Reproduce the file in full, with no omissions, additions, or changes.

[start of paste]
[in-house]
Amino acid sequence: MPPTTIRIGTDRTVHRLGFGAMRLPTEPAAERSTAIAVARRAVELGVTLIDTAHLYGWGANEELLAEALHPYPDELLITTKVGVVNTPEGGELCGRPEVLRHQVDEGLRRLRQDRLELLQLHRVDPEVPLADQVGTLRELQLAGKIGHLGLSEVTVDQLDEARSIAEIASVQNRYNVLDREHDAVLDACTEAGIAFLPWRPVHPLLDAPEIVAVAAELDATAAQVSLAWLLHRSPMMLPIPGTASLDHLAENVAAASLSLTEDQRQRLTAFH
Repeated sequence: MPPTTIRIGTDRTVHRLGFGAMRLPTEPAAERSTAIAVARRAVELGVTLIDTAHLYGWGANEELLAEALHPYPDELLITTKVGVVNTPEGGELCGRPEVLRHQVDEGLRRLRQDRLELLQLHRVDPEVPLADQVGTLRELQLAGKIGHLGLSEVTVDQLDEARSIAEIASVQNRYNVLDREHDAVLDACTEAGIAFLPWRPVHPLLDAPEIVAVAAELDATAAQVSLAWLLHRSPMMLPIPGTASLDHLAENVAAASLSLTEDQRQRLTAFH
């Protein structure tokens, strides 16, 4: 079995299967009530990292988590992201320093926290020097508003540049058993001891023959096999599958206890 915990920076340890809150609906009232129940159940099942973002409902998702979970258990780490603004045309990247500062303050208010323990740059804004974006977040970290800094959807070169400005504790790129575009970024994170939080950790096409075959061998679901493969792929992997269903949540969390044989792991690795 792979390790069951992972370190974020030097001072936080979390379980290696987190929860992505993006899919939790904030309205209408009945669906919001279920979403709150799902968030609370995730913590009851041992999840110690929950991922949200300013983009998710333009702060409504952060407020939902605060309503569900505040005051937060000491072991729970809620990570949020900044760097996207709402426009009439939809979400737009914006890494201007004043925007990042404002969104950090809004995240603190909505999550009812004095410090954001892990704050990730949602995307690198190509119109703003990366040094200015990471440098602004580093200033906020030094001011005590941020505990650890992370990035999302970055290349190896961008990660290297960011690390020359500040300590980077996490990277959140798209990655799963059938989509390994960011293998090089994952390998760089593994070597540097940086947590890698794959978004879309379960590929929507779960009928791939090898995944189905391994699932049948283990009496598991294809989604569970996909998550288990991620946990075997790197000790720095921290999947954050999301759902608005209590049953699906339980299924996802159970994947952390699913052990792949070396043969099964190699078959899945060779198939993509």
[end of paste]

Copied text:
[in-house]
Amino acid sequence: MPPTTIRIGTDRTVHRLGFGAMRLPTEPAAERSTAIAVARRAVELGVTLIDTAHLYGWGANEELLAEALHPYPDELLITTKVGVVNTPEGGELCGRPEVLRHQVDEGLRRLRQDRLELLQLHRVDPEVPLADQVGTLRELQLAGKIGHLGLSEVTVDQLDEARSIAEIASVQNRYNVLDREHDAVLDACTEAGIAFLPWRPVHPLLDAPEIVAVAAELDATAAQVSLAWLLHRSPMMLPIPGTASLDHLAENVAAASLSLTEDQRQRLTAFH
Repeated sequence: MPPTTIRIGTDRTVHRLGFGAMRLPTEPAAERSTAIAVARRAVELGVTLIDTAHLYGWGANEELLAEALHPYPDELLITTKVGVVNTPEGGELCGRPEVLRHQVDEGLRRLRQDRLELLQLHRVDPEVPLADQVGTLRELQLAGKIGHLGLSEVTVDQLDEARSIAEIASVQNRYNVLDREHDAVLDACTEAGIAFLPWRPVHPLLDAPEIVAVAAELDATAAQVSLAWLLHRSPMMLPIPGTASLDHLAENVAAASLSLTEDQRQRLTAFH
């Protein structure tokens, strides 16, 4: 079995299967009530990292988590992201320093926290020097508003540049058993001891023959096999599958206890 915990920076340890809150609906009232129940159940099942973002409902998702979970258990780490603004045309990247500062303050208010323990740059804004974006977040970290800094959807070169400005504790790129575009970024994170939080950790096409075959061998679901493969792929992997269903949540969390044989792991690795 792979390790069951992972370190974020030097001072936080979390379980290696987190929860992505993006899919939790904030309205209408009945669906919001279920979403709150799902968030609370995730913590009851041992999840110690929950991922949200300013983009998710333009702060409504952060407020939902605060309503569900505040005051937060000491072991729970809620990570949020900044760097996207709402426009009439939809979400737009914006890494201007004043925007990042404002969104950090809004995240603190909505999550009812004095410090954001892990704050990730949602995307690198190509119109703003990366040094200015990471440098602004580093200033906020030094001011005590941020505990650890992370990035999302970055290349190896961008990660290297960011690390020359500040300590980077996490990277959140798209990655799963059938989509390994960011293998090089994952390998760089593994070597540097940086947590890698794959978004879309379960590929929507779960009928791939090898995944189905391994699932049948283990009496598991294809989604569970996909998550288990991620946990075997790197000790720095921290999947954050999301759902608005209590049953699906339980299924996802159970994947952390699913052990792949070396043969099964190699078959899945060779198939993509």